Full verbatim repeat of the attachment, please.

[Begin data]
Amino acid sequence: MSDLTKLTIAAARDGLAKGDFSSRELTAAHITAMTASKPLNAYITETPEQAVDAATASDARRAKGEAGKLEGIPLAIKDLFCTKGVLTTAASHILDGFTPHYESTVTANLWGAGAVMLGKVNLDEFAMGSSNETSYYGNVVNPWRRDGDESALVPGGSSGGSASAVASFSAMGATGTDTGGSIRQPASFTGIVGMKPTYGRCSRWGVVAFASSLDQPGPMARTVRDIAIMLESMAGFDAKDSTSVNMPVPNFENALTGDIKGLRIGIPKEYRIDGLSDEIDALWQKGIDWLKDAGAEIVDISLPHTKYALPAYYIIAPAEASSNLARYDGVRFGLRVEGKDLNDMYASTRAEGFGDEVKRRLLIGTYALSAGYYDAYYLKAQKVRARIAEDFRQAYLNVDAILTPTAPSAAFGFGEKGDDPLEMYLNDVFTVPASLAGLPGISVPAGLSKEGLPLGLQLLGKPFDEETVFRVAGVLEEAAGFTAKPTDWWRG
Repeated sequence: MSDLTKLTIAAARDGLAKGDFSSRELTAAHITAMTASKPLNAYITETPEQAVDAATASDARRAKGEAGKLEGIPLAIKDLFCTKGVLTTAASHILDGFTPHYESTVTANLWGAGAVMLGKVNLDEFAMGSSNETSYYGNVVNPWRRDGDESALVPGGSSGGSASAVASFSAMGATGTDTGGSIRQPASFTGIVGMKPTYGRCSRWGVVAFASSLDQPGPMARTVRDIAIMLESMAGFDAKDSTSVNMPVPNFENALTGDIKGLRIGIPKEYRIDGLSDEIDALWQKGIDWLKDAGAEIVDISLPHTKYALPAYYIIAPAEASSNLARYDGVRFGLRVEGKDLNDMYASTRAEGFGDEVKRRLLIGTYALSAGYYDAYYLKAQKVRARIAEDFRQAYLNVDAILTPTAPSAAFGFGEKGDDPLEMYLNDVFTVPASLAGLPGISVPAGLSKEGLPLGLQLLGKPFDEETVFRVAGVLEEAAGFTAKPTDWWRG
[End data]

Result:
Amino acid sequence: MSDLTKLTIAAARDGLAKGDFSSRELTAAHITAMTASKPLNAYITETPEQAVDAATASDARRAKGEAGKLEGIPLAIKDLFCTKGVLTTAASHILDGFTPHYESTVTANLWGAGAVMLGKVNLDEFAMGSSNETSYYGNVVNPWRRDGDESALVPGGSSGGSASAVASFSAMGATGTDTGGSIRQPASFTGIVGMKPTYGRCSRWGVVAFASSLDQPGPMARTVRDIAIMLESMAGFDAKDSTSVNMPVPNFENALTGDIKGLRIGIPKEYRIDGLSDEIDALWQKGIDWLKDAGAEIVDISLPHTKYALPAYYIIAPAEASSNLARYDGVRFGLRVEGKDLNDMYASTRAEGFGDEVKRRLLIGTYALSAGYYDAYYLKAQKVRARIAEDFRQAYLNVDAILTPTAPSAAFGFGEKGDDPLEMYLNDVFTVPASLAGLPGISVPAGLSKEGLPLGLQLLGKPFDEETVFRVAGVLEEAAGFTAKPTDWWRG
Repeated sequence: MSDLTKLTIAAARDGLAKGDFSSRELTAAHITAMTASKPLNAYITETPEQAVDAATASDARRAKGEAGKLEGIPLAIKDLFCTKGVLTTAASHILDGFTPHYESTVTANLWGAGAVMLGKVNLDEFAMGSSNETSYYGNVVNPWRRDGDESALVPGGSSGGSASAVASFSAMGATGTDTGGSIRQPASFTGIVGMKPTYGRCSRWGVVAFASSLDQPGPMARTVRDIAIMLESMAGFDAKDSTSVNMPVPNFENALTGDIKGLRIGIPKEYRIDGLSDEIDALWQKGIDWLKDAGAEIVDISLPHTKYALPAYYIIAPAEASSNLARYDGVRFGLRVEGKDLNDMYASTRAEGFGDEVKRRLLIGTYALSAGYYDAYYLKAQKVRARIAEDFRQAYLNVDAILTPTAPSAAFGFGEKGDDPLEMYLNDVFTVPASLAGLPGISVPAGLSKEGLPLGLQLLGKPFDEETVFRVAGVLEEAAGFTAKPTDWWRG